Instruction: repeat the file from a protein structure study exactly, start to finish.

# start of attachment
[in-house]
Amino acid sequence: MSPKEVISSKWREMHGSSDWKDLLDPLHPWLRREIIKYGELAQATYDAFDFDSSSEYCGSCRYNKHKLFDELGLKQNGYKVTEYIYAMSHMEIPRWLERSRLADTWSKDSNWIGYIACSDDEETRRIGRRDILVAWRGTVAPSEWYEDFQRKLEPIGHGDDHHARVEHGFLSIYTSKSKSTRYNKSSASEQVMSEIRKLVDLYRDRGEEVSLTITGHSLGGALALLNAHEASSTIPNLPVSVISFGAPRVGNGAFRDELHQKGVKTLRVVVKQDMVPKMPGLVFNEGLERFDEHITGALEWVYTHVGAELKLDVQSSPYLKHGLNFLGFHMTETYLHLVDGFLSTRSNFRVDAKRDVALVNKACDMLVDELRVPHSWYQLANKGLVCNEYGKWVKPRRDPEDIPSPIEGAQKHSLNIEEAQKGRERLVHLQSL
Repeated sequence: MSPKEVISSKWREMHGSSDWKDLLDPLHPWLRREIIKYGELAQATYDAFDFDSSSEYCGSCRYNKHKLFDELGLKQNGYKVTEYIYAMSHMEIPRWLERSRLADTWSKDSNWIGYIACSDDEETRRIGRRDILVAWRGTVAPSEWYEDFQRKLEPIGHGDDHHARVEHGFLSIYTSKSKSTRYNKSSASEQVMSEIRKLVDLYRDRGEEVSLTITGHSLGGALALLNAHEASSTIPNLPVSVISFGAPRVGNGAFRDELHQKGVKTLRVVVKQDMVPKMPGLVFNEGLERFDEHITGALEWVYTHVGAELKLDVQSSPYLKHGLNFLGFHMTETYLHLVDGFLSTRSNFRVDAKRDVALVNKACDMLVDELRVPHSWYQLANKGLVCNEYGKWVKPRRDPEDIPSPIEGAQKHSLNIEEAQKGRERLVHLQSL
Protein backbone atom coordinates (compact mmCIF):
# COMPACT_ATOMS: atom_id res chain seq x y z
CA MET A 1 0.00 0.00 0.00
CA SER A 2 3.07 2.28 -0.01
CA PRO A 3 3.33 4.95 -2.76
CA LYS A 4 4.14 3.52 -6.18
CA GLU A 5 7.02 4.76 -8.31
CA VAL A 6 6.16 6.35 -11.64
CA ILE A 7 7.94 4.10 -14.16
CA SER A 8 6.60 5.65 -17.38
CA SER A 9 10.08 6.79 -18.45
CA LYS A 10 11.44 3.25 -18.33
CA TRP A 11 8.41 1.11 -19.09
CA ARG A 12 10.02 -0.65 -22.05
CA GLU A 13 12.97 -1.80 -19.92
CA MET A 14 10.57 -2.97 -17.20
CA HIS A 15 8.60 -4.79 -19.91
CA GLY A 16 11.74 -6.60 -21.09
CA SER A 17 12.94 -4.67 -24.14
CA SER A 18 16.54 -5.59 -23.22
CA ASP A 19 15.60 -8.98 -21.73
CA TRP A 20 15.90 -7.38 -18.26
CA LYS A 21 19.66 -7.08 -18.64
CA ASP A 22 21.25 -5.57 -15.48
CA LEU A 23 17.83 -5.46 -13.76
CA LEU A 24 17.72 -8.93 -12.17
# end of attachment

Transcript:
[in-house]
Amino acid sequence: MSPKEVISSKWREMHGSSDWKDLLDPLHPWLRREIIKYGELAQATYDAFDFDSSSEYCGSCRYNKHKLFDELGLKQNGYKVTEYIYAMSHMEIPRWLERSRLADTWSKDSNWIGYIACSDDEETRRIGRRDILVAWRGTVAPSEWYEDFQRKLEPIGHGDDHHARVEHGFLSIYTSKSKSTRYNKSSASEQVMSEIRKLVDLYRDRGEEVSLTITGHSLGGALALLNAHEASSTIPNLPVSVISFGAPRVGNGAFRDELHQKGVKTLRVVVKQDMVPKMPGLVFNEGLERFDEHITGALEWVYTHVGAELKLDVQSSPYLKHGLNFLGFHMTETYLHLVDGFLSTRSNFRVDAKRDVALVNKACDMLVDELRVPHSWYQLANKGLVCNEYGKWVKPRRDPEDIPSPIEGAQKHSLNIEEAQKGRERLVHLQSL
Repeated sequence: MSPKEVISSKWREMHGSSDWKDLLDPLHPWLRREIIKYGELAQATYDAFDFDSSSEYCGSCRYNKHKLFDELGLKQNGYKVTEYIYAMSHMEIPRWLERSRLADTWSKDSNWIGYIACSDDEETRRIGRRDILVAWRGTVAPSEWYEDFQRKLEPIGHGDDHHARVEHGFLSIYTSKSKSTRYNKSSASEQVMSEIRKLVDLYRDRGEEVSLTITGHSLGGALALLNAHEASSTIPNLPVSVISFGAPRVGNGAFRDELHQKGVKTLRVVVKQDMVPKMPGLVFNEGLERFDEHITGALEWVYTHVGAELKLDVQSSPYLKHGLNFLGFHMTETYLHLVDGFLSTRSNFRVDAKRDVALVNKACDMLVDELRVPHSWYQLANKGLVCNEYGKWVKPRRDPEDIPSPIEGAQKHSLNIEEAQKGRERLVHLQSL
Protein backbone atom coordinates (compact mmCIF):
# COMPACT_ATOMS: atom_id res chain seq x y z
CA MET A 1 0.00 0.00 0.00
CA SER A 2 3.07 2.28 -0.01
CA PRO A 3 3.33 4.95 -2.76
CA LYS A 4 4.14 3.52 -6.18
CA GLU A 5 7.02 4.76 -8.31
CA VAL A 6 6.16 6.35 -11.64
CA ILE A 7 7.94 4.10 -14.16
CA SER A 8 6.60 5.65 -17.38
CA SER A 9 10.08 6.79 -18.45
CA LYS A 10 11.44 3.25 -18.33
CA TRP A 11 8.41 1.11 -19.09
CA ARG A 12 10.02 -0.65 -22.05
CA GLU A 13 12.97 -1.80 -19.92
CA MET A 14 10.57 -2.97 -17.20
CA HIS A 15 8.60 -4.79 -19.91
CA GLY A 16 11.74 -6.60 -21.09
CA SER A 17 12.94 -4.67 -24.14
CA SER A 18 16.54 -5.59 -23.22
CA ASP A 19 15.60 -8.98 -21.73
CA TRP A 20 15.90 -7.38 -18.26
CA LYS A 21 19.66 -7.08 -18.64
CA ASP A 22 21.25 -5.57 -15.48
CA LEU A 23 17.83 -5.46 -13.76
CA LEU A 24 17.72 -8.93 -12.17